Over the past 15 years, I’ve cut feature films, narrative scenes, verite/documentary, commercials, trailers, music videos, and anything else you can throw on an editing timeline. Here’s an assortment of tips I’ve compiled along the way. While this list is far from comprehensive, these principles have kept me sane through long and weary nights in the editing bay.
1. Care about feelings
A good editor shows the audience what happened. A better editor shows us how the character(s) felt about what happened.
2. Don’t edit from the cheap seats
Edit so that the audience doesn't feel like they're watching from the cheap seats. An emotional beat driven by the actor's face won't read in a wide shot (unless that actor is big-faced Olmec from Legends of the Hidden Temple). Don't make the audience squint.
3. Respect your audience
Don't underestimate the audience's ability to multitask. They can comprehend what a character is saying while also admiring the colorful production design while also analyzing the subtext while also being moved by the actor's performance. Just like sharp dialogue fulfills multiple purposes at once, so do sharp editing choices.
4. Beware timeline spackle
Careful with cutaways to B-roll or reaction shots used to mask a cut. You may be using these shots as timeline spackle, but make sure they serve the story, too. If a reaction shot doesn't show some glint of emotion or insight into the character's emotional state, it's going to look like what it is - a Band-Aid, not a storytelling aid.
5. Rhythm is paramount
Pacing is everything. Don't slow the scene's inner pulse just to linger on what seems like a cool image or a revelatory look from the actor. If the shot is that awesome, find a way to make it work within the rhythm you've got going, not apart from or despite it.
6. Find the forward momentum
If you are creating a languid rhythm on purpose (i.e., for a dramatic short narrative or a contemplative experimental film), take care to ensure that slow-burn silences are suspenseful and evocative, not boring or inert. Does the complexity of the image demand that we continue to investigate it? Does the music, sound design, or dialogue help sustain the image at length? Even in slow-burn projects, find the forward momentum.
7. When it comes to the 180-degree rule, film is theatre
Debates sometimes arise in the editing bay about whether or not the 180-degree rule has been broken. It's helpful to think of the 180-degree rule in terms of a theater. Imagine the 180-degree line is the curtain line between the stage (the performance) and the seats (the audience). If you cut to an angle that could only be achieved by having the audience member's seat on the stage, you have broken the 180-degree rule.
8. The 30-degree rule is optional, but helpful
If you strive to cut to an angle more than 30 degrees away from the previous angle, you have a better chance of giving your audience a seamless viewing experience. Personally, I think breaking the 30-degree rule is probably more jarring than breaking the 180, though it's somehow become more in fashion these days.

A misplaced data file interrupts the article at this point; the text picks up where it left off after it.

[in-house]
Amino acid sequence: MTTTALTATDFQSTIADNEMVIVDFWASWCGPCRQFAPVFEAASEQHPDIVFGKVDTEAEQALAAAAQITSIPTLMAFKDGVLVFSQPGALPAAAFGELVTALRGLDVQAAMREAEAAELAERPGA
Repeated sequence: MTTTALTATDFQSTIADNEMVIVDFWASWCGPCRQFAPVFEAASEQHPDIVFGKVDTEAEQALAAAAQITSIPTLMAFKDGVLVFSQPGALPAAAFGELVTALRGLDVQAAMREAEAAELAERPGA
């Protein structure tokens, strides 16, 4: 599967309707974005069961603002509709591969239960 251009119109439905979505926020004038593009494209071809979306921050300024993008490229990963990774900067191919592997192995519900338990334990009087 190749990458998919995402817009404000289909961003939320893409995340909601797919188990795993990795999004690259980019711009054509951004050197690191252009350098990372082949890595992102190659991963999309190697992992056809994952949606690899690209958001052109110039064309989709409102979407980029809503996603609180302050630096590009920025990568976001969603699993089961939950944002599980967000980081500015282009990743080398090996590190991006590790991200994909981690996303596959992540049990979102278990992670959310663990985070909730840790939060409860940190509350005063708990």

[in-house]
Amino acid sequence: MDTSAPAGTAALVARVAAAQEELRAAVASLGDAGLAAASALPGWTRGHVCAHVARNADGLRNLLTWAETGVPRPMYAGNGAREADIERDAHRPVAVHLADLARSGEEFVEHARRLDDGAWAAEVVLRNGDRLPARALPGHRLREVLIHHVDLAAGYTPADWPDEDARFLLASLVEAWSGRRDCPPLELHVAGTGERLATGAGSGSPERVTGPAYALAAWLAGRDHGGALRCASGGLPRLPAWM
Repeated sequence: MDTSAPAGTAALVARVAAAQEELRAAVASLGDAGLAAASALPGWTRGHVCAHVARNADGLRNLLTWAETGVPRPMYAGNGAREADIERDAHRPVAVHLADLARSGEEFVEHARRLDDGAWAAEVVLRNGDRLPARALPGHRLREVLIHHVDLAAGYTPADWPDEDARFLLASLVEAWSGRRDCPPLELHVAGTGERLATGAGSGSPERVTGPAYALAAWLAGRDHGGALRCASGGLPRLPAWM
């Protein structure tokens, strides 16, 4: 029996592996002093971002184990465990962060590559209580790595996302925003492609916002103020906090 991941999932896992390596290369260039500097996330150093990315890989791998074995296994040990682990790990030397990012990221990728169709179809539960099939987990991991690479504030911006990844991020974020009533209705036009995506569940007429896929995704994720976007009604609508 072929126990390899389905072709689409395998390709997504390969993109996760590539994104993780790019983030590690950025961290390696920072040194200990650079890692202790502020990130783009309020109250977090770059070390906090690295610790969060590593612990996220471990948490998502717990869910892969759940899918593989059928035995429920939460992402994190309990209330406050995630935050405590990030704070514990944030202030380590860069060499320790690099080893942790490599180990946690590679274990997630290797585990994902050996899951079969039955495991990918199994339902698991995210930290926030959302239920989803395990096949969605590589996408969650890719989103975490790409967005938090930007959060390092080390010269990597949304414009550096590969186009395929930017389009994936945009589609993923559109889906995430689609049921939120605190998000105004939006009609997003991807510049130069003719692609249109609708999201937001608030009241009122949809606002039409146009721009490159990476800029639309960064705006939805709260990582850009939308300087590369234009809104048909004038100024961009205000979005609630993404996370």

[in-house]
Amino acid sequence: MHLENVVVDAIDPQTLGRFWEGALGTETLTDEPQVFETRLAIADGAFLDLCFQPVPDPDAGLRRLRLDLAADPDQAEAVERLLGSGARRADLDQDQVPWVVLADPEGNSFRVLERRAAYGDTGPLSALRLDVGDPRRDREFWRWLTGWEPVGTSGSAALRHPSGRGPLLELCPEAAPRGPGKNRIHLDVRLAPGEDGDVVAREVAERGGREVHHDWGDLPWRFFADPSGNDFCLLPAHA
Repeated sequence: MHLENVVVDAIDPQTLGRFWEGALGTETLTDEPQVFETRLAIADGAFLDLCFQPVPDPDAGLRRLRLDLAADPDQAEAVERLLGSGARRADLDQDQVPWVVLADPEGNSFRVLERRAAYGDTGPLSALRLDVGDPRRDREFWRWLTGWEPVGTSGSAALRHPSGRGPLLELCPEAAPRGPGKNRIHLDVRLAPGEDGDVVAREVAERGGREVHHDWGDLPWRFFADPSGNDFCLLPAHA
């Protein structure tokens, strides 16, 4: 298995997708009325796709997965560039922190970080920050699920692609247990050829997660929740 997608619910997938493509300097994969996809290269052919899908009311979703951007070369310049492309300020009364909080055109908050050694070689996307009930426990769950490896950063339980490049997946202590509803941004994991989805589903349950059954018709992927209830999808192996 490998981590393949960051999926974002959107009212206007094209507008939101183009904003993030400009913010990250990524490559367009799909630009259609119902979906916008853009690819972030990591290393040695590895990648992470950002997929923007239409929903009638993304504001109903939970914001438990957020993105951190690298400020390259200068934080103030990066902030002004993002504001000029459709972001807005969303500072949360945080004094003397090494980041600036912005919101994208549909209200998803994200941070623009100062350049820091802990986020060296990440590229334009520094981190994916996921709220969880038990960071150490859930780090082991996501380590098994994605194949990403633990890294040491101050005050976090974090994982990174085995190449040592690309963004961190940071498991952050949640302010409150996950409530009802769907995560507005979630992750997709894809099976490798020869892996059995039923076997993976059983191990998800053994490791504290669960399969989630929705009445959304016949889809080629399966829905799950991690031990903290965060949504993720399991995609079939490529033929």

9. L-cuts and J-cuts mirror how we observe
In dialogue scenes with multiple speakers, use L-cuts and J-cuts to mimic an observer turning their attention to a new speaker. In a conversation between Peggy and Don, an observer would typically look and listen to Peggy, then hear one or two words from Don before turning to him. Deploy a J-cut accordingly by letting the audience first hear one or two words from Don before cutting to him. If Peggy says something shocking mid-sentence, use an L-cut to show Don’s reaction before he decides to speak. And finally, consider this: if Peggy asks a question, perhaps neither an L-cut or J-cut is needed since an observer would immediately turn to Don after Peggy finishes asking the question. The larger takeaway: to boost your dialogue-cutting skills, take note of how you observe conversations in real life.
10. Variety is the spice of film
Fast and tight are usually best, but even more important than speed is variety. Aim for a solid, assured rhythm of peaks and valleys: a languid moment followed by a hyper moment, a big moment followed by a small moment, etc.
11. Try cutting after transitional words
In dialogue scenes with multiple speakers, try cutting after prepositions, connecting adverbs, and other transitional words.
So for example, if the above sentence were a character’s dialogue, I might cut it like this:
“In dialogue-heavy scenes with [cut] two or more characters, try cutting after [cut] prepositions, connecting adverbs, and [cut] other transitional words.”
The results feel much smoother. The cuts feel much more invisible. I think it has to do with how the brain processes language. Those neural pathways of ours are most greased up for new information after words that indicate that something new is about to come. It's not an exact science, of course. There are also plenty of other things to consider, like overall scene rhythm, story motivation for cutting, and what the content of the shots convey to the viewer.
12. Work with the sound folks while you’re cutting picture
It always helps to work with the sound designer and music composer with your rough cut in progress, and not afterward. The most beautiful moments happen when there's synchronicity between the picture cut, the sound mix, and the soundtrack.